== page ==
IPM grants help peach and strawberry growers thwart resistant crop diseases

In 2006 an Extension plant pathologist from Clemson won a $115,000 Regional IPM grant from USDA National Institute of Food and Agriculture (then CSREES) to develop a kit that would help peach growers in Georgia and South Carolina choose an effective fungicide to fight resistant brown rot disease. That initial investment spurred at least three additional grants that refined the kit and has since benefited both the peach and strawberry industries at an estimate of $12 million.

In 2002 southeastern peach growers discovered something they hoped they would never find—a strain of brown rot disease they could not kill. During years of heavy rains and high humidity, brown rot (Monilinia fructicola) can reduce yields by about 20% if left untreated. Growers have only three options for fungicides to treat brown rot; however, scientists have discovered strains of brown rot that have shown resistance to one of each of the three fungicide classes. In 2008, resistant M. fructicola disease cost growers $9.8 million in losses.

A $69 million industry based primarily in South Carolina and Georgia, peach production is vital to the economy of both states. So Clemson University researcher Guido Schnabel and University of Georgia researcher Philip Brannen teamed up on three consecutive projects to manage brown rot disease, funded by the Southern Regional IPM grant program (S-RIPM).

With the first two projects, Schnabel and Brannen developed an assay to test spores from infected fruit, held in a lipbalm tube. At the time, M. fructicola was resistant to two of the three fungicides. However, cutting agar from the tube to transfer to a Petrie dish proved cumbersome, so with the third project, which also included a web-based reporting and recommendation system, the handheld kit was a 24-well plate, pre-filled with fungicide amended agar. The multi-well plate was necessary after researchers discovered strains of M. fructicola that were resistant to the third fungicide.

The online recommendation system prescribes which two fungicides will be effective at treating the disease. Growers in both states are using the system and following the recommendations.

“It has also been a good educational experience for the growers,” says Schnabel. “Growers said they’ve learned about the chemical classes of fungicides and how to make them work to manage disease. All of this happened because of that first S-RIPM grant [in 2006].”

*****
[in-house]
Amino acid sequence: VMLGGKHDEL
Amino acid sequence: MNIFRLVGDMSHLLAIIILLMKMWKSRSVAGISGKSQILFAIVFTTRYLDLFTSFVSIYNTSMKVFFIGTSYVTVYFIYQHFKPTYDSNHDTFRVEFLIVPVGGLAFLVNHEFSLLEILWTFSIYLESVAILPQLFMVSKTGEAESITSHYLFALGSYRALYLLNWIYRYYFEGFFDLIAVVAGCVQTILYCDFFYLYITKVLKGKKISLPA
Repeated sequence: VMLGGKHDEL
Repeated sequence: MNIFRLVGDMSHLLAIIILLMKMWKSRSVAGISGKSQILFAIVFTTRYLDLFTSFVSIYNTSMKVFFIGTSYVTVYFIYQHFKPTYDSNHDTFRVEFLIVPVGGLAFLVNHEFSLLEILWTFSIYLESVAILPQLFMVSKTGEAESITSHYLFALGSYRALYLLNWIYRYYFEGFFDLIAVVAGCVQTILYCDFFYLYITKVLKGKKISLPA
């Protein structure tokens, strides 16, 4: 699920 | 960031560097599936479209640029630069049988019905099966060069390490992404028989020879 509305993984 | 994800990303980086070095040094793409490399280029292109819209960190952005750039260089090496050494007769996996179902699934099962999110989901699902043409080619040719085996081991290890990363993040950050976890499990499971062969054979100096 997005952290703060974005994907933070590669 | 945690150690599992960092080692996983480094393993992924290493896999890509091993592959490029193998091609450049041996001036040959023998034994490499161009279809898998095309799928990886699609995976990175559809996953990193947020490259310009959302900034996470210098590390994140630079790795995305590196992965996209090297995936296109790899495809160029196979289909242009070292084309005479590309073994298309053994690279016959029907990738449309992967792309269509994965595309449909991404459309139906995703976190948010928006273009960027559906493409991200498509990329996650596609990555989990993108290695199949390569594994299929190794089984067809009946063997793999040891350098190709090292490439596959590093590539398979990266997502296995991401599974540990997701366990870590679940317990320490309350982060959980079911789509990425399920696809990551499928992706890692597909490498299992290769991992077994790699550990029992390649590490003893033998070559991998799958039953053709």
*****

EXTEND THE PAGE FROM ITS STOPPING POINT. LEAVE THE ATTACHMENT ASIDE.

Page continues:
Schnabel says that incidences of brown rot disease has been minimal in the last few years because growers now know how to manage the fungicide resistance.

The model was so effective that he was encouraged to use a similar model for a different fruit crop. In 2014, Schnabel received a SIPMC IPM Enhancement grant to use the model to determine resistant Botrytis (gray mold) in strawberry. The resistance monitoring for strawberry growers is location-specific; recommendations are based on several factors, including where the grower obtains plants, what other crops are in the area, and the spray history. Schnabel says growers are adjusting their spray programs because of the recommendations and are using the system.

“Strawberry growers have saved about 10% of their yield because of the program,” says Schnabel. “That yield would have been wasted if they were using the wrong fungicide. They are also not spraying anything that doesn’t work, so they aren’t wasting material and then having to switch to something else.”

The Southern Region Small Fruit Consortium has been a valuable partner to both researcher and grower: the Consortium pays the assay fee for the growers, saving growers over $100 to have their disease samples tested. Schnabel says that the money encourages more growers to be involved, helping him to track problem areas.

The benefits to peach and strawberry growers from these four projects are estimated to total $12 million in 2014. Investment by USDA NIFA and the Southern IPM Center for the four grants totaled $356,678, a $33.6 return for every grant dollar.

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